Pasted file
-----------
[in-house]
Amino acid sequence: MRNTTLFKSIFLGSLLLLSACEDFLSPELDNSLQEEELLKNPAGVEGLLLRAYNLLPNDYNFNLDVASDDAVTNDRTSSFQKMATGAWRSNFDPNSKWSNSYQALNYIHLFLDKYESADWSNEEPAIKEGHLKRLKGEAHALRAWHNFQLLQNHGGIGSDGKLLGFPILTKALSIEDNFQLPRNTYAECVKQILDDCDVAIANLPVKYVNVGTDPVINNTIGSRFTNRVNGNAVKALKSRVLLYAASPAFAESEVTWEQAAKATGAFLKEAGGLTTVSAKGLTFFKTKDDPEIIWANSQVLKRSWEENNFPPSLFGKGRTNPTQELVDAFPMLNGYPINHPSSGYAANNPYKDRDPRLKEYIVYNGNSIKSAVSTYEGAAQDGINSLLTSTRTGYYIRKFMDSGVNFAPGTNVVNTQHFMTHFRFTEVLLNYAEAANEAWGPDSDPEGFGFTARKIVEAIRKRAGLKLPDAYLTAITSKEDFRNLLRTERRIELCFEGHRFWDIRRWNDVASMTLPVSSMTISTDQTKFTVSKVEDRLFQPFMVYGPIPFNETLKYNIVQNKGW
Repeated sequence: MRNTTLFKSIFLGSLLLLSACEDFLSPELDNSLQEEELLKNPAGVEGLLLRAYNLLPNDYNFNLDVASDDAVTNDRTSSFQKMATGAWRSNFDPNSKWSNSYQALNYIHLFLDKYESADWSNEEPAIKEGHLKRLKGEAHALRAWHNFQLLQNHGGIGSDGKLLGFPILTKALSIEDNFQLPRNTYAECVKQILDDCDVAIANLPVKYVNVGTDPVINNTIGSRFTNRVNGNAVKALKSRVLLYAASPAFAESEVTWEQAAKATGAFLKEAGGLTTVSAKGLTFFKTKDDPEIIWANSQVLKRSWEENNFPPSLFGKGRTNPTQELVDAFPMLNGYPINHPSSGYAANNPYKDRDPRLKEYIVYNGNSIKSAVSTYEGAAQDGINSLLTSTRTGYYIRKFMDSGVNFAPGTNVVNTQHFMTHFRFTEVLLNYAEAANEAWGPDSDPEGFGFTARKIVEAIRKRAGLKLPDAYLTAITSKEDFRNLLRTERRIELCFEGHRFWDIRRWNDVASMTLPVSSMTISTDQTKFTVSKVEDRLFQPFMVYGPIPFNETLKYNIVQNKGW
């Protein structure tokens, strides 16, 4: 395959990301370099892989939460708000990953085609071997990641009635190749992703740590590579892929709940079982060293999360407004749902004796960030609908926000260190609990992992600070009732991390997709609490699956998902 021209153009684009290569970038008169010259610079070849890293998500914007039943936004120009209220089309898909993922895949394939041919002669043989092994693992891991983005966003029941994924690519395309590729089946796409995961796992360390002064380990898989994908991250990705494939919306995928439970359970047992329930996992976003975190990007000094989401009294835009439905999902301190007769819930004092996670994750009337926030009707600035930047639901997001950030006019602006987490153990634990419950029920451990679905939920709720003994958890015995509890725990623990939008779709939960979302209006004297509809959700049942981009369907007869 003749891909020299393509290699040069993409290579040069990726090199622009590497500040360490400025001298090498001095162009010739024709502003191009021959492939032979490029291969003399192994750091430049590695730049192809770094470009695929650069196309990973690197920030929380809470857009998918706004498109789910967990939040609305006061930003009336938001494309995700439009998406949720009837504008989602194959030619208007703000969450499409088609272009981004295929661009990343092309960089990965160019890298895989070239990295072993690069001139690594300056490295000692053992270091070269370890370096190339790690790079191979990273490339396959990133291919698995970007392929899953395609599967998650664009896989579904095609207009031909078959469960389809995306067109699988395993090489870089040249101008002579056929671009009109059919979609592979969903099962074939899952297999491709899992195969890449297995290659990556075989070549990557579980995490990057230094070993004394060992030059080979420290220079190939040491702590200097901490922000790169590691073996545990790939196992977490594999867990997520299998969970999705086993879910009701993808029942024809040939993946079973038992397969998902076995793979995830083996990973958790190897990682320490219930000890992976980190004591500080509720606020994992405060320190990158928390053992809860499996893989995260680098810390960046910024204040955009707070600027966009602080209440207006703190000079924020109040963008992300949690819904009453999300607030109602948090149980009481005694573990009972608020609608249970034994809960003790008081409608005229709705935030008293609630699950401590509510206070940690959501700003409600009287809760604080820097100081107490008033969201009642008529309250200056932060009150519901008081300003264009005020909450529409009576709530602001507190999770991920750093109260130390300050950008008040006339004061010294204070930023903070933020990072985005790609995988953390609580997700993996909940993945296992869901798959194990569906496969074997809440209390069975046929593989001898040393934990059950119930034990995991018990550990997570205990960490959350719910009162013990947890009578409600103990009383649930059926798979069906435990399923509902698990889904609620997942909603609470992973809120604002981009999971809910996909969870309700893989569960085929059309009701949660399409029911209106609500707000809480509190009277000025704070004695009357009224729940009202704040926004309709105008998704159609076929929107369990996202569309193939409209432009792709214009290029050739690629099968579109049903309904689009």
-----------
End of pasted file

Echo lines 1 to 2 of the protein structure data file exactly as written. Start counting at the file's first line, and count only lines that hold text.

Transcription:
[in-house]
Amino acid sequence: MRNTTLFKSIFLGSLLLLSACEDFLSPELDNSLQEEELLKNPAGVEGLLLRAYNLLPNDYNFNLDVASDDAVTNDRTSSFQKMATGAWRSNFDPNSKWSNSYQALNYIHLFLDKYESADWSNEEPAIKEGHLKRLKGEAHALRAWHNFQLLQNHGGIGSDGKLLGFPILTKALSIEDNFQLPRNTYAECVKQILDDCDVAIANLPVKYVNVGTDPVINNTIGSRFTNRVNGNAVKALKSRVLLYAASPAFAESEVTWEQAAKATGAFLKEAGGLTTVSAKGLTFFKTKDDPEIIWANSQVLKRSWEENNFPPSLFGKGRTNPTQELVDAFPMLNGYPINHPSSGYAANNPYKDRDPRLKEYIVYNGNSIKSAVSTYEGAAQDGINSLLTSTRTGYYIRKFMDSGVNFAPGTNVVNTQHFMTHFRFTEVLLNYAEAANEAWGPDSDPEGFGFTARKIVEAIRKRAGLKLPDAYLTAITSKEDFRNLLRTERRIELCFEGHRFWDIRRWNDVASMTLPVSSMTISTDQTKFTVSKVEDRLFQPFMVYGPIPFNETLKYNIVQNKGW